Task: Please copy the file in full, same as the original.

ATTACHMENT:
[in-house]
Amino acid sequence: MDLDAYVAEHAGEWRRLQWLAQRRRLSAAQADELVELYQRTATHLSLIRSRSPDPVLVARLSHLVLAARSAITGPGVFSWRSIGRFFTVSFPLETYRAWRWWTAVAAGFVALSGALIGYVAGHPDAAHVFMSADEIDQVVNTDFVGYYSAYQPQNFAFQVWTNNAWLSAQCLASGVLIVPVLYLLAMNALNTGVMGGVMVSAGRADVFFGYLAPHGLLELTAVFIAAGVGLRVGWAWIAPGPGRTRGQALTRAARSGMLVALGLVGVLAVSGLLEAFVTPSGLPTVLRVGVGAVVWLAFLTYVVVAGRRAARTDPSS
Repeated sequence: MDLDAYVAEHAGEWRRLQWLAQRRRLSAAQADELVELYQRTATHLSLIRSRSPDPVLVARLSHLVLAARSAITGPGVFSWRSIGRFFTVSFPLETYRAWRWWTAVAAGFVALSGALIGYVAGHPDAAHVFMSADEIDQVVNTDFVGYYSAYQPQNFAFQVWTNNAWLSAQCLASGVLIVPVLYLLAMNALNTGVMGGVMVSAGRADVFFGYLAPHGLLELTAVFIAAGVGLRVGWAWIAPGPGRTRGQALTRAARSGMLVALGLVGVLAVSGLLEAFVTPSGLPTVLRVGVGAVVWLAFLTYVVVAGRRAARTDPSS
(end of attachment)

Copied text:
[in-house]
Amino acid sequence: MDLDAYVAEHAGEWRRLQWLAQRRRLSAAQADELVELYQRTATHLSLIRSRSPDPVLVARLSHLVLAARSAITGPGVFSWRSIGRFFTVSFPLETYRAWRWWTAVAAGFVALSGALIGYVAGHPDAAHVFMSADEIDQVVNTDFVGYYSAYQPQNFAFQVWTNNAWLSAQCLASGVLIVPVLYLLAMNALNTGVMGGVMVSAGRADVFFGYLAPHGLLELTAVFIAAGVGLRVGWAWIAPGPGRTRGQALTRAARSGMLVALGLVGVLAVSGLLEAFVTPSGLPTVLRVGVGAVVWLAFLTYVVVAGRRAARTDPSS
Repeated sequence: MDLDAYVAEHAGEWRRLQWLAQRRRLSAAQADELVELYQRTATHLSLIRSRSPDPVLVARLSHLVLAARSAITGPGVFSWRSIGRFFTVSFPLETYRAWRWWTAVAAGFVALSGALIGYVAGHPDAAHVFMSADEIDQVVNTDFVGYYSAYQPQNFAFQVWTNNAWLSAQCLASGVLIVPVLYLLAMNALNTGVMGGVMVSAGRADVFFGYLAPHGLLELTAVFIAAGVGLRVGWAWIAPGPGRTRGQALTRAARSGMLVALGLVGVLAVSGLLEAFVTPSGLPTVLRVGVGAVVWLAFLTYVVVAGRRAARTDPSS